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Thread: Taking Back The Infantry Half-km: Britainís L129A1

  1. #1
    Guns Network Lifetime Membership 01/2011 old Grump's Avatar

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    Taking Back The Infantry Half-km: Britainís L129A1

    Jun 08, 2010 17:51 EDT


    If fighting in Iraq was mostly about Close Quarters Battle, experience on the ground in Afghanistan is driving home the opposite imperative: marksmanship and lethality at range. US studies like the influential ďTaking Back the Infantry Half-KilometerĒ are driving that point home, and the trend is leading to shifts like fielding more 7.62mm M240 machine guns in place of 5.56mm M249 Minimis, and doubling the number of 7.62mm M14 EBR rifles per infantry squad to 2.



    The British are facing the exact same pressures. After a very poor start, their 5.56mm SA80/ L85 bullpup assault rifles have been improved by an H&K redesign. That may help with jamming and reliability, but it doesnít change the 5.56mm roundís fundamental ballistic characteristics, like its notable drop-off in lethality beyond 300 meters.


    The Competition, and the Winner
    In December 2009, The UK Ministry of Defence issued an initial GBP 1.5 million urgent operational requirements contract that would offer its troops a semi-automatic 7.62mm rifle with excellent accuracy, whose rate of fire and robustness made them usable within infantry squads, not just by specialized sniper teams. It had to demonstrate lethality in the 500-800 meter range, which is not uncommon in Afghanistan.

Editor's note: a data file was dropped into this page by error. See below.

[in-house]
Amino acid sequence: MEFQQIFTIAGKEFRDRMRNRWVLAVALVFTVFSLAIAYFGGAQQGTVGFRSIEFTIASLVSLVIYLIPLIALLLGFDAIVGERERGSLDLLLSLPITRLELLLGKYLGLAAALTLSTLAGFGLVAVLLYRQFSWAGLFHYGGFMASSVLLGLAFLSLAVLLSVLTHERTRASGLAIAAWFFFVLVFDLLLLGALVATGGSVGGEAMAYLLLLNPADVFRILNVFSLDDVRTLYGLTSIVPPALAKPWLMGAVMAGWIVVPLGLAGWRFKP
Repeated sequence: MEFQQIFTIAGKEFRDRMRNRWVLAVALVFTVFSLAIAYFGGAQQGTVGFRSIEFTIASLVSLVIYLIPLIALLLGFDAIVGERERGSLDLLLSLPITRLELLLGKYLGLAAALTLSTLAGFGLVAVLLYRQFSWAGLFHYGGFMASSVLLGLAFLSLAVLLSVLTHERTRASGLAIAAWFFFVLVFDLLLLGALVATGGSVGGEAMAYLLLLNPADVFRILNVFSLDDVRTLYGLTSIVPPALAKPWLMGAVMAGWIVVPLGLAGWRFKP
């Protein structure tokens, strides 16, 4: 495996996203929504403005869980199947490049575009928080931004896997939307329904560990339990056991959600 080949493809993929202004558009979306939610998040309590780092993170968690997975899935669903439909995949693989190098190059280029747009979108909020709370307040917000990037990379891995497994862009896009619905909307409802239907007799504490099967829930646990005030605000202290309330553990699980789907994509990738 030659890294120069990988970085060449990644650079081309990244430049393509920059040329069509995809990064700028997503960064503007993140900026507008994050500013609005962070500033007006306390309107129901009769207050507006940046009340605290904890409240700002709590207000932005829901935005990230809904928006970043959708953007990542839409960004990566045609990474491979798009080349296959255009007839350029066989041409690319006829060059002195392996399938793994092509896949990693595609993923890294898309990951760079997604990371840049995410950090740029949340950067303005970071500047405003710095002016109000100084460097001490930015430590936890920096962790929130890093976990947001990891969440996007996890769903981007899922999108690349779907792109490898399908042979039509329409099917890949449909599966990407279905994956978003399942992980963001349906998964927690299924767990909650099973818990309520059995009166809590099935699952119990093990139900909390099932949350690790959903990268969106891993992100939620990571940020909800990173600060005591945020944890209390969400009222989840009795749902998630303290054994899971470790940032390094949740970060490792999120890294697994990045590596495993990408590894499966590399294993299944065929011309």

UK Ďsharpshooterí soldiers remain chosen men, who must complete a marksmanship course but are expected to conduct the full range of infantry tasks, and are considered a grade below sniper. Britainís new L115A3 .338/ 8.59mm sniper rifles left a lot of spare bolt-action L96s for sharpshooters to use, but that isnít a suitable choice in the kinds of firefights patrolling soldiers experience.


    The winning ďL129A1Ē is gas-operated semi-automatic weapon with a 20-round magazine. Its single-piece upper receiver has free-floating, quick-change barrels available in 305 mm, 406 mm and 508 mm. The standardizing ďPicatinny RailsĒ on the top, bottom, and sides allow a wide variety of attachments, from sights to flashlights to grips, that can be replaced in the field with only basic tools. At 5 kg/ 11 pounds, itís close to the loaded weight of an SA80A2.



    Janeís reports that 7.62mm competitors included H&Kís 417, the FN-SCAR 17 used by US Special Forces, and Law Enforcement Internationalís winning LM7 design. Janeís added that Sabre Defense Industries had also entered the competition, but did not specify whether the product was a 7.62mm weapon. Sabreís weapons, like its M5, publicly offer only 5.56mm, or 6.5mm Grendel options.


    While intermediate calibers like 6.5mm Grendel and 6.8mm SPC offer far superior ballistics with the same magazines as 5.56mm weapons, the pressures of standardization have kept them out of the field. A MASS contract under Britainís long-term ammunition supply agreement may tweak the 5.56mm roundís performance, but it doesnít offer the step change required. The choice of heavier 7.62mm rifles and less ammunition carried, or 5.56mm rounds with less range and penetration but more rounds carried, remains.


    http://www.defenseindustrydaily.com/...-L129A1-06426/
    Old but I just came across it. I have my own ideas but more interested to hear your take on their choices.

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    Forum Administrator Schuetzenman's Avatar

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    I seem to recall Saber Defense got shut down by BATFE for gun smugeling.

  4. #4
    The MK-14 is a stop-gap item with limited life. However I do like to point out the MK-14 has been in service almost as long as the original M-14.